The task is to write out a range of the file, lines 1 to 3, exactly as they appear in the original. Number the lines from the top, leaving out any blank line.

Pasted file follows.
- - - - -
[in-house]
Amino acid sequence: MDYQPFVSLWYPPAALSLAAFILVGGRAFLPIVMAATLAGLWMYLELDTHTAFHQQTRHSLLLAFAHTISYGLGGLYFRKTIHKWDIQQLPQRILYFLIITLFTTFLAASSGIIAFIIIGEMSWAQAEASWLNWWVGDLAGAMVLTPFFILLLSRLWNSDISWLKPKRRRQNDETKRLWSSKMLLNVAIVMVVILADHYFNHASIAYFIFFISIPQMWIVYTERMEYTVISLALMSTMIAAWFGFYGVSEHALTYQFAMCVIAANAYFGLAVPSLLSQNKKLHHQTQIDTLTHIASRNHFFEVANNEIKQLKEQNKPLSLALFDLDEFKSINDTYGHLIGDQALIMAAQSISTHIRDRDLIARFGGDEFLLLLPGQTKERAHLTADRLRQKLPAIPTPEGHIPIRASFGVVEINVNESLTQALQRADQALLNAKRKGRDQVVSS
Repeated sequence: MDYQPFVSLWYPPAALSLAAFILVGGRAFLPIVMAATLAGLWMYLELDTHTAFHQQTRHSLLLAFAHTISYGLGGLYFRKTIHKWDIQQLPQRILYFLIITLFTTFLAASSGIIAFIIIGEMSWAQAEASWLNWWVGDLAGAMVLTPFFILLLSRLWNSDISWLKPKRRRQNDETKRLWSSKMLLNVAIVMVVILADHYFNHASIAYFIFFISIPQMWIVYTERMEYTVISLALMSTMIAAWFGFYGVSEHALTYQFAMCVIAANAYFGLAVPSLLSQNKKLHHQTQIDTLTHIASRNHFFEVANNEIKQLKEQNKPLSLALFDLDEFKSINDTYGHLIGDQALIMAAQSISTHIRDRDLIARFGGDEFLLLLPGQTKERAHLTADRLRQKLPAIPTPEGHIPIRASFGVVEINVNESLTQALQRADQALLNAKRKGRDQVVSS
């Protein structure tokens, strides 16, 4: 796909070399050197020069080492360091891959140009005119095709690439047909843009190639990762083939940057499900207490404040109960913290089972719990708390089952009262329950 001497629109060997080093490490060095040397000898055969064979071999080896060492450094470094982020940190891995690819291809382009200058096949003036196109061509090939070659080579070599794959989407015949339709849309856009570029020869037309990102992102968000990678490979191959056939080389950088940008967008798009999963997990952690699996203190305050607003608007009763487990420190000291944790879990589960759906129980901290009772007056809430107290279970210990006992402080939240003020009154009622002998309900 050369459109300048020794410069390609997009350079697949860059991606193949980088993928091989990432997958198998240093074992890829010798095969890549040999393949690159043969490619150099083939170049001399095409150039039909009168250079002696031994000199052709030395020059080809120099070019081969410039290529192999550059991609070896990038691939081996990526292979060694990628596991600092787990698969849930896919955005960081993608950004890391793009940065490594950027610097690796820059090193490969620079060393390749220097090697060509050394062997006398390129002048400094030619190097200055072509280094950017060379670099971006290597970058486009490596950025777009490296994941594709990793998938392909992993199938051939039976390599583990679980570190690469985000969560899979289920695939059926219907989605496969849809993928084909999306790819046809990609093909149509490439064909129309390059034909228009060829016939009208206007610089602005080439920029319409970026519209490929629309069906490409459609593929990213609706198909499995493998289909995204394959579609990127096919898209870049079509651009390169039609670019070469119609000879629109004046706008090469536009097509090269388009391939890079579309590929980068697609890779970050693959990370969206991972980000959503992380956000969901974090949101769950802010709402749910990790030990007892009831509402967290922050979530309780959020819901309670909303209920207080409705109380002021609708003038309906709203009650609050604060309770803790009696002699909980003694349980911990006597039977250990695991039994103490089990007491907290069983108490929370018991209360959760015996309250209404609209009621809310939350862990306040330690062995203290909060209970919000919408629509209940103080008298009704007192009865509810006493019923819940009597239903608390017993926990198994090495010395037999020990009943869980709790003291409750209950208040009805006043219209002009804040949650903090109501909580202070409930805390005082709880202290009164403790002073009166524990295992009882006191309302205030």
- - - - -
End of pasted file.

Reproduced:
[in-house]
Amino acid sequence: MDYQPFVSLWYPPAALSLAAFILVGGRAFLPIVMAATLAGLWMYLELDTHTAFHQQTRHSLLLAFAHTISYGLGGLYFRKTIHKWDIQQLPQRILYFLIITLFTTFLAASSGIIAFIIIGEMSWAQAEASWLNWWVGDLAGAMVLTPFFILLLSRLWNSDISWLKPKRRRQNDETKRLWSSKMLLNVAIVMVVILADHYFNHASIAYFIFFISIPQMWIVYTERMEYTVISLALMSTMIAAWFGFYGVSEHALTYQFAMCVIAANAYFGLAVPSLLSQNKKLHHQTQIDTLTHIASRNHFFEVANNEIKQLKEQNKPLSLALFDLDEFKSINDTYGHLIGDQALIMAAQSISTHIRDRDLIARFGGDEFLLLLPGQTKERAHLTADRLRQKLPAIPTPEGHIPIRASFGVVEINVNESLTQALQRADQALLNAKRKGRDQVVSS
Repeated sequence: MDYQPFVSLWYPPAALSLAAFILVGGRAFLPIVMAATLAGLWMYLELDTHTAFHQQTRHSLLLAFAHTISYGLGGLYFRKTIHKWDIQQLPQRILYFLIITLFTTFLAASSGIIAFIIIGEMSWAQAEASWLNWWVGDLAGAMVLTPFFILLLSRLWNSDISWLKPKRRRQNDETKRLWSSKMLLNVAIVMVVILADHYFNHASIAYFIFFISIPQMWIVYTERMEYTVISLALMSTMIAAWFGFYGVSEHALTYQFAMCVIAANAYFGLAVPSLLSQNKKLHHQTQIDTLTHIASRNHFFEVANNEIKQLKEQNKPLSLALFDLDEFKSINDTYGHLIGDQALIMAAQSISTHIRDRDLIARFGGDEFLLLLPGQTKERAHLTADRLRQKLPAIPTPEGHIPIRASFGVVEINVNESLTQALQRADQALLNAKRKGRDQVVSS